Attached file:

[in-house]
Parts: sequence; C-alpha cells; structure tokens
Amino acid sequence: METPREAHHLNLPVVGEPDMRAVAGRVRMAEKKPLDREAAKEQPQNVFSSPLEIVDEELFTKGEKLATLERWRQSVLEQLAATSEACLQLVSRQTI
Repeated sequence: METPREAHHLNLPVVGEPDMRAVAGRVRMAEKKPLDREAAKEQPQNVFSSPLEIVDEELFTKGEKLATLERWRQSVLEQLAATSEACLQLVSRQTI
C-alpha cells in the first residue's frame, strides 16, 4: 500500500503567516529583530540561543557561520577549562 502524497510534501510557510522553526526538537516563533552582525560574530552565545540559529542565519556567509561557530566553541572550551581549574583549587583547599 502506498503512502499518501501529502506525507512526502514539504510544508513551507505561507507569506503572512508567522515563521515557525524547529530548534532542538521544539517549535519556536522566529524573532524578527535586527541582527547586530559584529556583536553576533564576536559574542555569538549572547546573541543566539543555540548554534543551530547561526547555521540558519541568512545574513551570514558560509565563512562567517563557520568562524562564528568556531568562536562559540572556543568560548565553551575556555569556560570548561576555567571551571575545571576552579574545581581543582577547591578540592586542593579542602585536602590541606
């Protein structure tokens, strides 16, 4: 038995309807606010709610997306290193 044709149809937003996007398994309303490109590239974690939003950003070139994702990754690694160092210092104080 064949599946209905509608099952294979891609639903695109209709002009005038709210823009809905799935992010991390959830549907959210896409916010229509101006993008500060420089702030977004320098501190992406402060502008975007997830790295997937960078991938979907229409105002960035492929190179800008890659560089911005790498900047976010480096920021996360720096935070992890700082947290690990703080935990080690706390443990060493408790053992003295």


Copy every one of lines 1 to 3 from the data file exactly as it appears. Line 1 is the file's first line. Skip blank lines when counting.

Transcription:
[in-house]
Parts: sequence; C-alpha cells; structure tokens
Amino acid sequence: METPREAHHLNLPVVGEPDMRAVAGRVRMAEKKPLDREAAKEQPQNVFSSPLEIVDEELFTKGEKLATLERWRQSVLEQLAATSEACLQLVSRQTI